Predicting vegetation type through physiological and environmental interactions with leaf traits: evergreen and deciduous forests in an earth system modeling framework

Ensheng Weng, Caroline E. Farrior, Ray Dybzinski, Stephen Wilson Pacala

Research output: Contribution to journalArticle

19 Scopus citations

Abstract

Earth system models are incorporating plant trait diversity into their land components to better predict vegetation dynamics in a changing climate. However, extant plant trait distributions will not allow extrapolations to novel community assemblages in future climates, which will require a mechanistic understanding of the trade-offs that determine trait diversity. In this study, we show how physiological trade-offs involving leaf mass per unit area (LMA), leaf lifespan, leaf nitrogen, and leaf respiration may explain the distribution patterns of evergreen and deciduous trees in the temperate and boreal zones based on (1) an evolutionary analysis of a simple mathematical model and (2) simulation experiments of an individual-based dynamic vegetation model (i.e., LM3-PPA). The evolutionary analysis shows that these leaf traits set up a trade-off between carbon- and nitrogen-use efficiency at the scale of individual trees and therefore determine competitively dominant leaf strategies. As soil nitrogen availability increases, the dominant leaf strategy switches from one that is high in nitrogen-use efficiency to one that is high in carbon-use efficiency or, equivalently, from high-LMA/long-lived leaves (i.e., evergreen) to low-LMA/short-lived leaves (i.e., deciduous). In a region of intermediate soil nitrogen availability, the dominant leaf strategy may be either deciduous or evergreen depending on the initial conditions of plant trait abundance (i.e., founder controlled) due to feedbacks of leaf traits on soil nitrogen mineralization through litter quality. Simulated successional patterns by LM3-PPA from the leaf physiological trade-offs are consistent with observed successional dynamics of evergreen and deciduous forests at three sites spanning the temperate to boreal zones.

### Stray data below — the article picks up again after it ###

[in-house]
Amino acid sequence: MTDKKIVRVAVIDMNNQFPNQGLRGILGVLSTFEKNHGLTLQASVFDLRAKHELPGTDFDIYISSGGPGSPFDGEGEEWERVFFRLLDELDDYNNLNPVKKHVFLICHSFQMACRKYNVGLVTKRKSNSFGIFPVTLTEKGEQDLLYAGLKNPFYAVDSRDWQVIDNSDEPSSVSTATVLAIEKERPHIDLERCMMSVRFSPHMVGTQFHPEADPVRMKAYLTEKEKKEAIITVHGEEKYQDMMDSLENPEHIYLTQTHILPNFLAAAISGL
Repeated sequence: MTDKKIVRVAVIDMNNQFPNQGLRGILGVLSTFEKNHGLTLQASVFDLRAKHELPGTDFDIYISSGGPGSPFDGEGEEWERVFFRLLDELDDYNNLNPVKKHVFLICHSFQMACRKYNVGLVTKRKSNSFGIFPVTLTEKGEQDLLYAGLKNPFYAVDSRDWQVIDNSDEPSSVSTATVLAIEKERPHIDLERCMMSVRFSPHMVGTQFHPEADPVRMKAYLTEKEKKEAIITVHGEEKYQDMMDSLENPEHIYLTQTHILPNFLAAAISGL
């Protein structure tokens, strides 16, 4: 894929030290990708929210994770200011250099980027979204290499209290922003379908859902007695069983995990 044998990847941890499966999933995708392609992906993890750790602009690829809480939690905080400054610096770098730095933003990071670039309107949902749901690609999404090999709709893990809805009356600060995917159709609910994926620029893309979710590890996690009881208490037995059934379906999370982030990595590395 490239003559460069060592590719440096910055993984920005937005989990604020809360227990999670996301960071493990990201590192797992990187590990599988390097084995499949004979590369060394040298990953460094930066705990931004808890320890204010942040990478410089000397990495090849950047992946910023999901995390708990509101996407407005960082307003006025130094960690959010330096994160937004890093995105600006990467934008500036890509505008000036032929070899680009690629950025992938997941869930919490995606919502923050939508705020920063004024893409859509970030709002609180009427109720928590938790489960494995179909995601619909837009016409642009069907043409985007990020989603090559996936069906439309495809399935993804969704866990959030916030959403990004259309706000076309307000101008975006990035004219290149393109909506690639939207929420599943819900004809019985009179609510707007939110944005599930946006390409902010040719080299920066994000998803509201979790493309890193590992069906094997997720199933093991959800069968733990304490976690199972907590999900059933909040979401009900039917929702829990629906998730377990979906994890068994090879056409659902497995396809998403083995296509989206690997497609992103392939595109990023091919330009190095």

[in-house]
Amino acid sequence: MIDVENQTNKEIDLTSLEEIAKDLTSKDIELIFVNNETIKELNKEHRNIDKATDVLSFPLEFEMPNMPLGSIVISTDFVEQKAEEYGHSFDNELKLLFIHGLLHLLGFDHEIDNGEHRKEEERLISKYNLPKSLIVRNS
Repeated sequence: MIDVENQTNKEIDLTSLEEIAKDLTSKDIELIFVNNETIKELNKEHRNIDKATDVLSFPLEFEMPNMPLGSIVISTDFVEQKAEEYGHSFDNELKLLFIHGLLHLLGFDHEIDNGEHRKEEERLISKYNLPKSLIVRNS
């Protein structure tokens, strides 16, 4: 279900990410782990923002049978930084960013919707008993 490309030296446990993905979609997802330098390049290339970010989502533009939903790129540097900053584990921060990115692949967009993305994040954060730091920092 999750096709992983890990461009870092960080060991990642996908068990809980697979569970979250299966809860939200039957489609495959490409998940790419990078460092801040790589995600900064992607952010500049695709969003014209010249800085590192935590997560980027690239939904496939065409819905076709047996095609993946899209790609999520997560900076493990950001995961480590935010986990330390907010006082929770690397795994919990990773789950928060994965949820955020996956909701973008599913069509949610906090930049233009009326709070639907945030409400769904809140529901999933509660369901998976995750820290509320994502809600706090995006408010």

Original languageEnglish (US)
Pages (from-to)2482-2498
Number of pages17
JournalGlobal Change Biology
Volume23
Issue number6
DOIs
StatePublished - Jun 2017

All Science Journal Classification (ASJC) codes

  • Global and Planetary Change
  • Environmental Chemistry
  • Ecology
  • Environmental Science(all)

Keywords

  • LM3-PPA
  • dynamic global vegetation model
  • evolutionarily stable strategy
  • forest succession
  • game theory
  • leaf traits
  • nitrogen cycle

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